Sierra Leone's government announced yesterday (May 11) that it would seek higher offers in Antwerp for a massive 709-carat diamond after receiving underwhelming offers at auction in Freetown. British citizen Ziad al-Ahmadi, based in Antwerp and reportedly working for Raydiam BVBA, placed the $7.7 million bid which failed to match the government's unspecified reserve price, and turned out to be far lower than the $50 million the Sierra Leone government had originally hoped for, prompting the decision to try again in Belgium. “We are going to sell the diamond in Antwerp, Belgium, for us to get the best (bid) within the next few weeks," said Sahr Wonday, director general of Sierra Leone's National Minerals Agency (NMA). The Antwerp World Diamond Centre is already coordinating with the NMA and Ministry of Mines to set up a new tender for the stone.
Reports emerged back in March that an Evangelical preacher had discovered one of the world's largest rough diamonds in Sierra Leone's Kono district; the 709 carat-stone immediately became the 13th largest gem-quality diamonds ever found. Shortly thereafter, Sierra Leone's Ministry of Mines and Mineral Resources and the National Minerals Agency said that the 709.48-carat rough diamond would be sold inside Sierra Leone by international tender, but after the government received only six offers for the gem, the government decided to postpone the auction until May 10 to allow more time for potential buyers to participate. According to Reuters, five bids were handed to auctioneers in a sealed brown envelope, ranging from $2 million to $7.8 million, which Sierra Leone deemed unsatisfactory. "We've decided not to sell the diamond today because the highest bid price ... does not match the government reserve price," Sahr Wonday, also chief auctioneer, told a packed room.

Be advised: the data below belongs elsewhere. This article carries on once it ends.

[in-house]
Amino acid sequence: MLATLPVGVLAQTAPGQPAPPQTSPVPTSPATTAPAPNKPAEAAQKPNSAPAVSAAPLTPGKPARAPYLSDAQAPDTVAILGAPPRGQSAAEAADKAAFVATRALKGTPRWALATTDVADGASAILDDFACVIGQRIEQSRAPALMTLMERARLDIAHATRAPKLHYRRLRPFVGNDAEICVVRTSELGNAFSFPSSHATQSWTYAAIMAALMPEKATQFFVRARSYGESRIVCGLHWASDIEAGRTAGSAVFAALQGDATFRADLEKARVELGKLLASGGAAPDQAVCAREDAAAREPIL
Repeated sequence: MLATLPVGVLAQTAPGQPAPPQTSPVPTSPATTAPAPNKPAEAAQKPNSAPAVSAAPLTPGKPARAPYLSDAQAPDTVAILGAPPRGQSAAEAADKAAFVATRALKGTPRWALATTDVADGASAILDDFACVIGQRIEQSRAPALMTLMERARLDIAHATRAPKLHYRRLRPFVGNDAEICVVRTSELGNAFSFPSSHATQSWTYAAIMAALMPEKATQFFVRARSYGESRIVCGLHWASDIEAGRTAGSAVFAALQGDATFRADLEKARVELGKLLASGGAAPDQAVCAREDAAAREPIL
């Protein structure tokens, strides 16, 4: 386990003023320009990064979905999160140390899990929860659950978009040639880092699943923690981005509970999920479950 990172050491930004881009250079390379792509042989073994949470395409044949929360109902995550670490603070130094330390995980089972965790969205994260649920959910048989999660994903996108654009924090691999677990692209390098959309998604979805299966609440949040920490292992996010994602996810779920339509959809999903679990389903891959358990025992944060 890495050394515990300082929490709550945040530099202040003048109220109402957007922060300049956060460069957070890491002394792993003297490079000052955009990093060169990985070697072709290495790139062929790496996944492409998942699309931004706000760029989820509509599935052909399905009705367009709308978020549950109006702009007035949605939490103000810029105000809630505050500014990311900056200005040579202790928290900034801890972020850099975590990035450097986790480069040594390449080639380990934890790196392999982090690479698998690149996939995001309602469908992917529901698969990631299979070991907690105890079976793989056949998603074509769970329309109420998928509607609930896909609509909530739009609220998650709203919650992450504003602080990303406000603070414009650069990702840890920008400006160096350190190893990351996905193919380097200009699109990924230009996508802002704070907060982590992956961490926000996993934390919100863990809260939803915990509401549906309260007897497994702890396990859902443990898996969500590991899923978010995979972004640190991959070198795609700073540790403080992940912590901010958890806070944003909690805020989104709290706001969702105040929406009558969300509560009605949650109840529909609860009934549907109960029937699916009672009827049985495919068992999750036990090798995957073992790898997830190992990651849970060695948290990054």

The huge diamond has a reddish stain that has so far resisted efforts to clean it. Highest bidder Ahmadi told reporters the color of the gem made him doubt it would attract much more than $7 million. Sierra Leone authorities lack the necessary equipment for properly cleaning and polishing the uncut stone. The Ministry of Mines and Mineral Resources said last month it had tried to clean the diamond "by boiling (it) in hydrofluoric acid and nitric acid for 72 hours," but it was not enough to be able to set an accurate value estimate. Deputy mines minister, Ignosi Koroma, says the government is committed to achieving a competitive and transparent sale despite the underwhelming local bids. Emmanuel Momoh, the pastor who found the new diamond in March, was happy to wait for another auction. "I was unhappy with the highest bid price," said Momoh. His stone, he said, "is worth a lot more than $7.8 million."